Sad news that Robert, who has led Blind Veterans UK,(formerly St Dunstan's) for the last 13 years has died. Robert was a star. A giant of a man with a wonderful sense of humour I had a particular link with him. We were appointed to our CEO posts at the same time and through the same head hunter so we always kept in touch. And he loved the fact that our ACEVO weekly emails were called "Leader to Leader". I always ensured he was invited to all our ACEVO events and he was at the recent Lords reception where he met many of my family.
He was a superb leader; guiding the charity through change and re focusing the brand and purpose. ACEVO sends condolences to his family and friends. He will be missed.
Wednesday, 16 April 2014
York and food banks
In York for interviews and had the chance to go to choral evensong at York Minster: an exceptional choir in a gorgeous building. We prayed for the Middlesborough Food Bank, which was opportune given today's publicity on Food Banks generally.
Religious leaders have called on the government to take action to tackle a "national crisis" of rising hunger and food poverty, as the latest figures suggest more than a million Britons have been helped by food banks in the past year. More than 40 Anglican bishops and 600 church leaders have signed a letter, calling on David Cameron, Nick Clegg and Ed Miliband to tackle the causes of food poverty, including low wages, rising food prices and an inadequate welfare benefit safety net.
They said the period running up to Easter had been a time of "sorrowful and deep reflection" for people of all faiths on what it calls the terrible rise in hunger in Britain, and urged society to "begin rising to the challenge of this national crisis".
It is time the Government took a more proactive stance on this issue, instead of the classic attack the messenger rather than evaluate the message. I’ve written before about the Department for Work and Pensions’ relationship with charities like the Trussell Trust
I was staying overnight at the "Guy Fawkes Inn" just next to the Minster. It’s the actual birthplace of Guy Fawkes in 1570. As I was born on Guy Fawkes day I was rather keen to stop there; a rather quirky place it has to be said but so much more fun than the usual hotel chains.
And there was a rather Roman Catholic theme to the evening as I went past the small shrine to St Margaret Clitherow, who, in 1586, was crushed to death under a door for hiding Priests during the protestant persecutions of the 16th century. She was canonised in 1970 and her house (it was a butchers shop in the Shambles) is now a rather lovely and quiet place of reflection away from the tourist throng outside.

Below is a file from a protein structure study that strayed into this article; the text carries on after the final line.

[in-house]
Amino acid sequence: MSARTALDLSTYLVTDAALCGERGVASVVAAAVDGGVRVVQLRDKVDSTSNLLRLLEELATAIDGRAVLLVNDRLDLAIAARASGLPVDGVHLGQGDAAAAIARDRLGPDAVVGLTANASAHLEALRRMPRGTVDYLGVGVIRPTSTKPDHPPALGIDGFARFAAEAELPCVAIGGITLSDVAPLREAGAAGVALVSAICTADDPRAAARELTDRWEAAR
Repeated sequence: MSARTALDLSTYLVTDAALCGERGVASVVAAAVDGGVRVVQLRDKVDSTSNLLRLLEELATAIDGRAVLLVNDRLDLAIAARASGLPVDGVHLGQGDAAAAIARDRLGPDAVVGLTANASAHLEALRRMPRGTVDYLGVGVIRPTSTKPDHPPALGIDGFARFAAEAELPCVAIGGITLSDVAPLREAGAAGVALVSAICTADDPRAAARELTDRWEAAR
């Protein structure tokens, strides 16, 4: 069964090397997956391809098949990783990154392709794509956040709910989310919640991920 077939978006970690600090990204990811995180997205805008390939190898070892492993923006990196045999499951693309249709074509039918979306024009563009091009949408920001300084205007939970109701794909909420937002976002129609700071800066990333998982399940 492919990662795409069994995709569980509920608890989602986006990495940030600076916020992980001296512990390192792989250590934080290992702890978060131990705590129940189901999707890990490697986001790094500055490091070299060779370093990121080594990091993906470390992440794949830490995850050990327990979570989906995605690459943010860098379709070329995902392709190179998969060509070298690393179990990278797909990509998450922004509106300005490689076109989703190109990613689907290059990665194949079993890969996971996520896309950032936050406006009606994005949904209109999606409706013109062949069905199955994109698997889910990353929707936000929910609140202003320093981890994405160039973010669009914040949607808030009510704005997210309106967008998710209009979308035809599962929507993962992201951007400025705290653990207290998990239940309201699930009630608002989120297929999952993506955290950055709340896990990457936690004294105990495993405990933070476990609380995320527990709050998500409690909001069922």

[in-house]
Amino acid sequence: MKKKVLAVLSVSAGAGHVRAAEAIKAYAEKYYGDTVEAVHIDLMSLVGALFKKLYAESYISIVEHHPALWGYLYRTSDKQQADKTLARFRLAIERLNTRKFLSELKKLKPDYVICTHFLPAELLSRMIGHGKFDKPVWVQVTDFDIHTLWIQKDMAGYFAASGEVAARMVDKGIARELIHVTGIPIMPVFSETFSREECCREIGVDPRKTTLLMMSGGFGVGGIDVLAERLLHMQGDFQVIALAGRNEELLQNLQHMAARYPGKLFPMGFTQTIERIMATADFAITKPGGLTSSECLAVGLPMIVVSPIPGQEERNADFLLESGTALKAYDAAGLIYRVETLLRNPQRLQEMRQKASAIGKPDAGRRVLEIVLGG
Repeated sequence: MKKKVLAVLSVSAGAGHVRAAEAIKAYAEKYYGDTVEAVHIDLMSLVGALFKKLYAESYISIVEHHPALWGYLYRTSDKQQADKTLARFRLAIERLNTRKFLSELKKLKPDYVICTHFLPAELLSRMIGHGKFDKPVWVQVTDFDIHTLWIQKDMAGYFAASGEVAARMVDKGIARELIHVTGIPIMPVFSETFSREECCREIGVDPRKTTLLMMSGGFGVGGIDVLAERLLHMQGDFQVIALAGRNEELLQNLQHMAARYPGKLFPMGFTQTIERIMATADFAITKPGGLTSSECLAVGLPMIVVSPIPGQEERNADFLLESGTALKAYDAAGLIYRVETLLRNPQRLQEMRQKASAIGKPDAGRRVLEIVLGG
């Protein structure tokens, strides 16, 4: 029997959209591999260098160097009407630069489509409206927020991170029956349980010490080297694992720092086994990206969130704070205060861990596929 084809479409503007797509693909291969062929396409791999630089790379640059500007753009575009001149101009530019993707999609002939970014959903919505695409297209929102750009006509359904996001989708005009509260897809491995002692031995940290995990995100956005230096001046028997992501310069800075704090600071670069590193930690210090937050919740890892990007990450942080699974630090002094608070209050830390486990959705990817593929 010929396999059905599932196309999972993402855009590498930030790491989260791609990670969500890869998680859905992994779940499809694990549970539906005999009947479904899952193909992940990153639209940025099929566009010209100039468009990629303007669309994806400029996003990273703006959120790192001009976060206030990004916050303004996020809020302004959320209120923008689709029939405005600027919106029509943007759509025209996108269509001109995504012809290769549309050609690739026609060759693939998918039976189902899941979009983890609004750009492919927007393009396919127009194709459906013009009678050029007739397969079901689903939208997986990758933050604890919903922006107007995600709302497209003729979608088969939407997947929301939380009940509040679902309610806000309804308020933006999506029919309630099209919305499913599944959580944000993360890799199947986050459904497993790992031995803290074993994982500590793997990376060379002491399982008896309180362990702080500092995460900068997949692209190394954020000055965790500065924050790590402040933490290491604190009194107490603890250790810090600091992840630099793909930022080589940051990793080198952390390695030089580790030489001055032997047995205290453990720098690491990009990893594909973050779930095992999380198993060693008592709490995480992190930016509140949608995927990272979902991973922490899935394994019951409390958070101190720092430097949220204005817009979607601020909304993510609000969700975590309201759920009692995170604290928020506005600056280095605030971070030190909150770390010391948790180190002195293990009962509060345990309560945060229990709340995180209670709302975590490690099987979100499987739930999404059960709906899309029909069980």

I had dinner with an old friend, the actual "Vicar of Dibley" as was. The Revd Malcom Macnaughton is currently the Chief of Staff to the Archbishop of York but was previously the parish priest in the village where they filmed Dibley (in the Hambleden Valley). He tells me one day he emerged from the vicarage to see Dawn French who shouted "imposter" at him! It’s amusing to note that the Vicar of Charlbury, shortly to become Archdeacon of Dorchester, is Dawn's sister.
So all in all a rather interesting day.
Tuesday, 15 April 2014
Well, I'm home. And back in work, but on the way we had a rather splendid weekend in Singapore. Tiffin at the Raffles Hotel and Palm Sunday Mass in St Andrew's Cathedral, and shopping, obviously. My great uncle Wilfred (Squadron Leader Barrow as was) was here after the war and I have some of his photos but the place is unrecognisable having been colonised by motorways and skyscrapers. Not all progress is good.
Today will be interesting; a call from the Chair if the Charity Commission to let me know who they have appointed as CEO. This will be a crucial appointment and the new person needs to take the Commission on a new journey; less money and resources and more scrutiny around fraud and tax dodging. But whoever it is will need to remember one of the statutory functions of the Commission is to maintain trust in charity. It is not all about being the Stasi and support to organisations like ACEVO to build capacity and good governance will be an important part of the job. Maundy Thursday I'm booked to speak to them; but I have as yet no idea who it is. Not a scintilla of gossip has reached ACEVO towers! I will wish them well and we will work with the new CEO and Chair in the years ahead.